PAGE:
Kids Becoming Adults? Here’s an Estate Planning Approach for You

Anyone who wants a lasting say in decisions about their health care, finances, children and legacy should have an estate plan. Here are some specific estate planning considerations for parents whose kids have come of age. 

When children reach the age of majority, usually between 18 and 21, it marks a significant milestone in their lives and the lives of their parents. This transition from childhood to adulthood brings new legal and financial responsibilities. Here are some essential estate planning issues to consider when children reach the age of majority.

Why does the age of majority matter for estate planning?

The age of majority refers to the legal age when children become recognized as adults and gain the ability to make independent decisions regarding their personal and financial matters. Before reaching the age of majority, parents or legal guardians have the authority to make decisions on behalf of their children. However, once children reach this milestone, they gain the legal capacity to manage their own finances, inherit assets and make important life choices.

The estate planning Implications

When children become adults, estate planning strategies need to be adjusted to reflect their new legal status and responsibilities. Consider the following implications:

  1. Updating guardianship.

    Parents should review and revise their estate plans to remove provisions related to guardianship, as their children are now legal adults. However, if parents wish to continue providing guidance or support, alternative arrangements can be explored, such as setting up a trust or creating a power of attorney.
  2. Health care directives.

    It is crucial for children to create their own health care directives, such as living wills and medical powers of attorney. These documents allow them to outline their health care preferences and appoint a trusted person to make medical decisions on their behalf.
  3. Financial education.

    Parents should emphasize financial literacy and educate their children about managing money responsibly. This includes teaching them about budgeting, saving, investing and the importance of estate planning.
  4. Custodial accounts.

    Control and ownership of assets held within UTMA or UGMA accounts for a minor will be transferred to the child. It is important for parents to discuss the responsibilities that come with these assets and the adult custodian’s wishes for these assets while understanding that the child now gets to make their own decisions.

Six estate planning strategies when children become adults 

To ensure a smooth transition into adulthood, parents and young adults can implement various estate planning strategies. Here are six to consider:

  1. Establishing a trust.

    Parents can set up a trust to hold and manage assets on behalf of their children until they reach a specific age or milestone, such as completing higher education or starting a career. This allows parents to provide financial support while maintaining control over the assets until the children are ready to handle them responsibly.
  2. Creating a power of attorney.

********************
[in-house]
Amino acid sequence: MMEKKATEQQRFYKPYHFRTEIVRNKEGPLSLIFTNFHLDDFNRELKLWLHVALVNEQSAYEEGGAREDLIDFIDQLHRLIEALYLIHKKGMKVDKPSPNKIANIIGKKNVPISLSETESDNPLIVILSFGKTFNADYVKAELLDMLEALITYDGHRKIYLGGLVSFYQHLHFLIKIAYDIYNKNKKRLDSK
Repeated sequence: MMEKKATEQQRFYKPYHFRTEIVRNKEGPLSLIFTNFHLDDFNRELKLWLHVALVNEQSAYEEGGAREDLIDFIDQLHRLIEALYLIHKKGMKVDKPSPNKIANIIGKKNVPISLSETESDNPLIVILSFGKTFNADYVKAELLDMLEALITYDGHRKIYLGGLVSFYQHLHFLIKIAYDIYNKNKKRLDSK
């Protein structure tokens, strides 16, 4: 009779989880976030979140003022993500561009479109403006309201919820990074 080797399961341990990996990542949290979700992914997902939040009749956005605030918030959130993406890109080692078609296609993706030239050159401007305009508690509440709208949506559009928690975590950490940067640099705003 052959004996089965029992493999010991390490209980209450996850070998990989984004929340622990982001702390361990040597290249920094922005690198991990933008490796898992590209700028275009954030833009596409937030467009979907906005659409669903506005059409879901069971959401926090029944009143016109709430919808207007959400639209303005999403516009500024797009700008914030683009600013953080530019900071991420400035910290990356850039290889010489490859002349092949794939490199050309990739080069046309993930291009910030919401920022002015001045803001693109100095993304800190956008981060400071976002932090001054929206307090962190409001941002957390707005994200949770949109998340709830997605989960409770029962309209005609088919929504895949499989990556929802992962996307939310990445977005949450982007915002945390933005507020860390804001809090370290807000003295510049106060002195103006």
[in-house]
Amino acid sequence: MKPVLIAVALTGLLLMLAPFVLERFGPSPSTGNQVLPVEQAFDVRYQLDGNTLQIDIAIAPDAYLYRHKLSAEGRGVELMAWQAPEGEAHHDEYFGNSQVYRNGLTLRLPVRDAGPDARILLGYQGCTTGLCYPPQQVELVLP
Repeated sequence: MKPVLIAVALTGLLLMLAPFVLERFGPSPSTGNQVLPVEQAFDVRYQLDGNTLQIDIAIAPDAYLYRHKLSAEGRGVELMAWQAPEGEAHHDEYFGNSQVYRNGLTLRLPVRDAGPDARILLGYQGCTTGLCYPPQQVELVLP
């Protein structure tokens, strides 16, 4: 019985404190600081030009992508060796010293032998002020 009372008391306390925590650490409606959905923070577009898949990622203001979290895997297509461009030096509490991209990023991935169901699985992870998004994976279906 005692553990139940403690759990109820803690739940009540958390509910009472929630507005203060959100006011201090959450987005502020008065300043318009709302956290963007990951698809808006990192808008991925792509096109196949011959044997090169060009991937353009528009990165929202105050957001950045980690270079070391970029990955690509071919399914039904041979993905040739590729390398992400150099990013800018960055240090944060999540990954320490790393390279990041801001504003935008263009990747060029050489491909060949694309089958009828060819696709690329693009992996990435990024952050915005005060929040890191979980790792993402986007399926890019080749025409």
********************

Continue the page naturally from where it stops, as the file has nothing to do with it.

A power of attorney document allows children to appoint a trusted individual to handle financial and legal matters on their behalf should they become incapacitated or unable to make decisions independently. This can help ensure that their affairs are properly managed and that someone they trust is authorized to act on their behalf.
  3. Updating beneficiary designations.

    It is essential for children to review and update beneficiary designations on various accounts, such as life insurance policies, retirement plans and investment accounts. By ensuring that the beneficiary designations align with their wishes, they can hopefully prevent unintended consequences and have their assets distributed as desired.
  4. Continuity planning for a family business.

    If the family owns a business, it is smart to plan for its continuity as children reach adulthood. This may mean including them in decision-making processes, gradually transitioning key roles or establishing a succession plan to ensure a smooth transfer of ownership.
  5. Creating a financial plan.

    Young adults should develop a comprehensive financial plan that includes setting goals, budgeting, saving, investing and managing risks. Seeking professional advice from a financial planner can help them make informed decisions.
  6. Discussing estate planning goals.

    Open and honest communication between parents and children is vital in estate planning. Discussing estate planning goals, intentions and expectations can help ensure that everyone’s desires are understood and accounted for, minimizing potential conflicts or misunderstandings in the future.

As children become adults, estate planning strategies must adapt to their new legal status and responsibilities. We believe that it is wise to work with a professional wealth advisor and estate planning attorney to create your plan, better protect your assets, ensure that your wishes are honored and establish a solid foundation for future generations.

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Dave Pettit, CFP®

Dave Pettit, CFP®

Wealth Advisor

David is a Wealth Advisor in our Morristown, NJ, office. He is responsible for managing client relationships and advising families and individuals on financial planning, tax planning and investment management. He is also responsible for coordinating a client service team. Prior to joining legacy firm RegentAtlantic, he was an investment advisor with Coastal Wealth in Fort Lauderdale, FL. In addition, he had a successful career as the audio engineer for the Philadelphia Orchestra as well as for many other musicians. David is a graduate of Drexel University.


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